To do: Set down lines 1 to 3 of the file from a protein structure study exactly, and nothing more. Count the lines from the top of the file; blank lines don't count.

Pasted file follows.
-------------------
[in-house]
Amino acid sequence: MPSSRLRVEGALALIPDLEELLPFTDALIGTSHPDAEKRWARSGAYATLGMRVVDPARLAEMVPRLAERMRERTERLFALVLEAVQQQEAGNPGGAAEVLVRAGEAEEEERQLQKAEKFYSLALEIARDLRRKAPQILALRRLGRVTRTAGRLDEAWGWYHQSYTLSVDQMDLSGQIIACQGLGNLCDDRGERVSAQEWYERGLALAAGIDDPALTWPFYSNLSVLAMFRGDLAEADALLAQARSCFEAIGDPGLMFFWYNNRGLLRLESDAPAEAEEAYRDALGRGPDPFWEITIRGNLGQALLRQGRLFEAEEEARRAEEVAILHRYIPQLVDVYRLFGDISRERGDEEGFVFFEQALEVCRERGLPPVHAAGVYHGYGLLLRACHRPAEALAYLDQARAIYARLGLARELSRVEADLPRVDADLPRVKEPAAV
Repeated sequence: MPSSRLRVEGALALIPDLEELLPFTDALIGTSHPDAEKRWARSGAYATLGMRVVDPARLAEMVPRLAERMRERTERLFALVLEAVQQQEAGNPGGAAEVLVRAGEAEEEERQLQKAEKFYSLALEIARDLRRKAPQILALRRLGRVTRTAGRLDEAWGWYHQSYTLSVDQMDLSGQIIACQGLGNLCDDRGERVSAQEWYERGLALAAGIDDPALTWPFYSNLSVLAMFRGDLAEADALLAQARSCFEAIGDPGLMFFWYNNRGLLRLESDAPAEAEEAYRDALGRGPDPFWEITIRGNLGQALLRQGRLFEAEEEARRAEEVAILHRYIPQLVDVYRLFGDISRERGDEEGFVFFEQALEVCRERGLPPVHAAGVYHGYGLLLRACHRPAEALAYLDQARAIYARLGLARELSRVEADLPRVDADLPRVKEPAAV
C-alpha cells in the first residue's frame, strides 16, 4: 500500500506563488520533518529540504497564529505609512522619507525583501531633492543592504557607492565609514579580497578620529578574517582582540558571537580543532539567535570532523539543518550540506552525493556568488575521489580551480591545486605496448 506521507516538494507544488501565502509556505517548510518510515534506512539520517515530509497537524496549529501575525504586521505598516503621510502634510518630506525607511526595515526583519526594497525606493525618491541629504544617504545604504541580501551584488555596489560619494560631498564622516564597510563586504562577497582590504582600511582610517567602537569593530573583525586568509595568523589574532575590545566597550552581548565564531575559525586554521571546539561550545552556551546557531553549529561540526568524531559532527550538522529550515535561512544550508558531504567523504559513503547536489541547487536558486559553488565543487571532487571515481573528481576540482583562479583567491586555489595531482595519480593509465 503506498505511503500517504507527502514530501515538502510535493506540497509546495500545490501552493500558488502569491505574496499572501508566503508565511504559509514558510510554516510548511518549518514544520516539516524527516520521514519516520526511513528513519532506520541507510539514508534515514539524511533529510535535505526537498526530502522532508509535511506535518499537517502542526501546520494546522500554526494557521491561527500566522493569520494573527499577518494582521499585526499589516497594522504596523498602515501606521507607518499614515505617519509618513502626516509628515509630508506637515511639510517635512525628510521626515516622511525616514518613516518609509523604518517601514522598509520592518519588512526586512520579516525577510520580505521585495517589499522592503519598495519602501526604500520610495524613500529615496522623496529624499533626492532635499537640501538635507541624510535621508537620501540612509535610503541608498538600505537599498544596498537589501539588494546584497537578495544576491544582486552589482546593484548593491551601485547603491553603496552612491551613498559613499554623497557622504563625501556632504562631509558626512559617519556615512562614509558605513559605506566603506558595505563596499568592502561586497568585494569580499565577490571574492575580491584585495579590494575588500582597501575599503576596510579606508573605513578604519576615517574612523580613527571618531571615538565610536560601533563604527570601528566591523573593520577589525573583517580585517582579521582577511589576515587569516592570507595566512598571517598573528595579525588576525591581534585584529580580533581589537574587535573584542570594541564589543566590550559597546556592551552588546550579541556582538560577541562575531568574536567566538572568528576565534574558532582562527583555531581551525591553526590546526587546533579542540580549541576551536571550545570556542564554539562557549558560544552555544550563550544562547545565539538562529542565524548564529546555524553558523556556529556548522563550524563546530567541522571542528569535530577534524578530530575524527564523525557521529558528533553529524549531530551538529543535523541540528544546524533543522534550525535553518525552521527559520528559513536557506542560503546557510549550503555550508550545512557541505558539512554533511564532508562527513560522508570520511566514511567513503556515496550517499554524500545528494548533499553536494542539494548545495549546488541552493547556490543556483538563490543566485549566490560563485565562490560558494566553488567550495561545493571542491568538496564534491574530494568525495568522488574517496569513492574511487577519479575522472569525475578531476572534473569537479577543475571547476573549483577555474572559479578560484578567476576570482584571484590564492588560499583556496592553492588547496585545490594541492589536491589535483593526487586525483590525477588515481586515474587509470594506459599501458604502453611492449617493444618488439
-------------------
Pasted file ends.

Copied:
[in-house]
Amino acid sequence: MPSSRLRVEGALALIPDLEELLPFTDALIGTSHPDAEKRWARSGAYATLGMRVVDPARLAEMVPRLAERMRERTERLFALVLEAVQQQEAGNPGGAAEVLVRAGEAEEEERQLQKAEKFYSLALEIARDLRRKAPQILALRRLGRVTRTAGRLDEAWGWYHQSYTLSVDQMDLSGQIIACQGLGNLCDDRGERVSAQEWYERGLALAAGIDDPALTWPFYSNLSVLAMFRGDLAEADALLAQARSCFEAIGDPGLMFFWYNNRGLLRLESDAPAEAEEAYRDALGRGPDPFWEITIRGNLGQALLRQGRLFEAEEEARRAEEVAILHRYIPQLVDVYRLFGDISRERGDEEGFVFFEQALEVCRERGLPPVHAAGVYHGYGLLLRACHRPAEALAYLDQARAIYARLGLARELSRVEADLPRVDADLPRVKEPAAV
Repeated sequence: MPSSRLRVEGALALIPDLEELLPFTDALIGTSHPDAEKRWARSGAYATLGMRVVDPARLAEMVPRLAERMRERTERLFALVLEAVQQQEAGNPGGAAEVLVRAGEAEEEERQLQKAEKFYSLALEIARDLRRKAPQILALRRLGRVTRTAGRLDEAWGWYHQSYTLSVDQMDLSGQIIACQGLGNLCDDRGERVSAQEWYERGLALAAGIDDPALTWPFYSNLSVLAMFRGDLAEADALLAQARSCFEAIGDPGLMFFWYNNRGLLRLESDAPAEAEEAYRDALGRGPDPFWEITIRGNLGQALLRQGRLFEAEEEARRAEEVAILHRYIPQLVDVYRLFGDISRERGDEEGFVFFEQALEVCRERGLPPVHAAGVYHGYGLLLRACHRPAEALAYLDQARAIYARLGLARELSRVEADLPRVDADLPRVKEPAAV